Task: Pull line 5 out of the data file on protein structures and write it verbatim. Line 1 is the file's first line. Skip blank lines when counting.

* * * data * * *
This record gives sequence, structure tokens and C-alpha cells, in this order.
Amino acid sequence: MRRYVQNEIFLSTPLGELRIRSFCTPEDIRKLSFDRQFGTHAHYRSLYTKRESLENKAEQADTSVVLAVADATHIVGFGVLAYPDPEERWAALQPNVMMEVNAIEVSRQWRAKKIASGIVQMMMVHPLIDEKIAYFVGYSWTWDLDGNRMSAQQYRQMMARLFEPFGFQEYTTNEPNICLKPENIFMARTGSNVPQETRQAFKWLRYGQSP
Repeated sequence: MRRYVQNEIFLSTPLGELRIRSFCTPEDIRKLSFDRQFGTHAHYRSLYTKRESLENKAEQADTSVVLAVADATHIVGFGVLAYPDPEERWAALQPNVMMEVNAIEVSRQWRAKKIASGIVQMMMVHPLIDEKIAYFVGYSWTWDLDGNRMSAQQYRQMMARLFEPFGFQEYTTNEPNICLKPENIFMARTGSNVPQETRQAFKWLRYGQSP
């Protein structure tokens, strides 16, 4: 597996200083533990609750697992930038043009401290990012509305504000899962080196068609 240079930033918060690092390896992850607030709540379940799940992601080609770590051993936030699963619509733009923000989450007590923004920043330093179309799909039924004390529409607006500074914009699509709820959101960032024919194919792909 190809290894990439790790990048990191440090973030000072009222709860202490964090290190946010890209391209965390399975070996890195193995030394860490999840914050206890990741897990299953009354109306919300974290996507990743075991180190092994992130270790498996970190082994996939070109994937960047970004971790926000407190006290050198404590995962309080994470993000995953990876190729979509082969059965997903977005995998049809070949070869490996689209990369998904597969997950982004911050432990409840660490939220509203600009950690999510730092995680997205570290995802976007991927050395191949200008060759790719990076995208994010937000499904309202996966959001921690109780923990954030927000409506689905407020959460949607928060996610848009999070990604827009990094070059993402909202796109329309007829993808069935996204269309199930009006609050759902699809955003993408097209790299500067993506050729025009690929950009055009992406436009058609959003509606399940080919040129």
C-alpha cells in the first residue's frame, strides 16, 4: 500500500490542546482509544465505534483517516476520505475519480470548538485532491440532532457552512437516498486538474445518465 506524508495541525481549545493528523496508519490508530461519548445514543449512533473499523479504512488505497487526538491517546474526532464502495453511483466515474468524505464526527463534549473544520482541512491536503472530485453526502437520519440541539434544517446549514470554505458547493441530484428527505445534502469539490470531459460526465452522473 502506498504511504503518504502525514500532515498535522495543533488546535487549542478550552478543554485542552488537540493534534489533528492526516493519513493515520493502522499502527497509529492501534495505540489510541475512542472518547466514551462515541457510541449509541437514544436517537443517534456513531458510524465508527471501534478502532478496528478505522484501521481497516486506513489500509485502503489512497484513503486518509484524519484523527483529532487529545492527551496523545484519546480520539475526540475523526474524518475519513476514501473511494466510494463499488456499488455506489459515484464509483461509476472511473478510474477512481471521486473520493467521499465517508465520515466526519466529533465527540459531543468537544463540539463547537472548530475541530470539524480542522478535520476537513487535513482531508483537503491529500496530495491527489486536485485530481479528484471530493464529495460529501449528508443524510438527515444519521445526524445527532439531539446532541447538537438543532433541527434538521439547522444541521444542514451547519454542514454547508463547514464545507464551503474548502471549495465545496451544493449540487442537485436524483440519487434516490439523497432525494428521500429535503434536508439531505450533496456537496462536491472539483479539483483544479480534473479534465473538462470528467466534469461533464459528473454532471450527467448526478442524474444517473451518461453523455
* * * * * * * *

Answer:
C-alpha cells in the first residue's frame, strides 16, 4: 500500500490542546482509544465505534483517516476520505475519480470548538485532491440532532457552512437516498486538474445518465 506524508495541525481549545493528523496508519490508530461519548445514543449512533473499523479504512488505497487526538491517546474526532464502495453511483466515474468524505464526527463534549473544520482541512491536503472530485453526502437520519440541539434544517446549514470554505458547493441530484428527505445534502469539490470531459460526465452522473 502506498504511504503518504502525514500532515498535522495543533488546535487549542478550552478543554485542552488537540493534534489533528492526516493519513493515520493502522499502527497509529492501534495505540489510541475512542472518547466514551462515541457510541449509541437514544436517537443517534456513531458510524465508527471501534478502532478496528478505522484501521481497516486506513489500509485502503489512497484513503486518509484524519484523527483529532487529545492527551496523545484519546480520539475526540475523526474524518475519513476514501473511494466510494463499488456499488455506489459515484464509483461509476472511473478510474477512481471521486473520493467521499465517508465520515466526519466529533465527540459531543468537544463540539463547537472548530475541530470539524480542522478535520476537513487535513482531508483537503491529500496530495491527489486536485485530481479528484471530493464529495460529501449528508443524510438527515444519521445526524445527532439531539446532541447538537438543532433541527434538521439547522444541521444542514451547519454542514454547508463547514464545507464551503474548502471549495465545496451544493449540487442537485436524483440519487434516490439523497432525494428521500429535503434536508439531505450533496456537496462536491472539483479539483483544479480534473479534465473538462470528467466534469461533464459528473454532471450527467448526478442524474444517473451518461453523455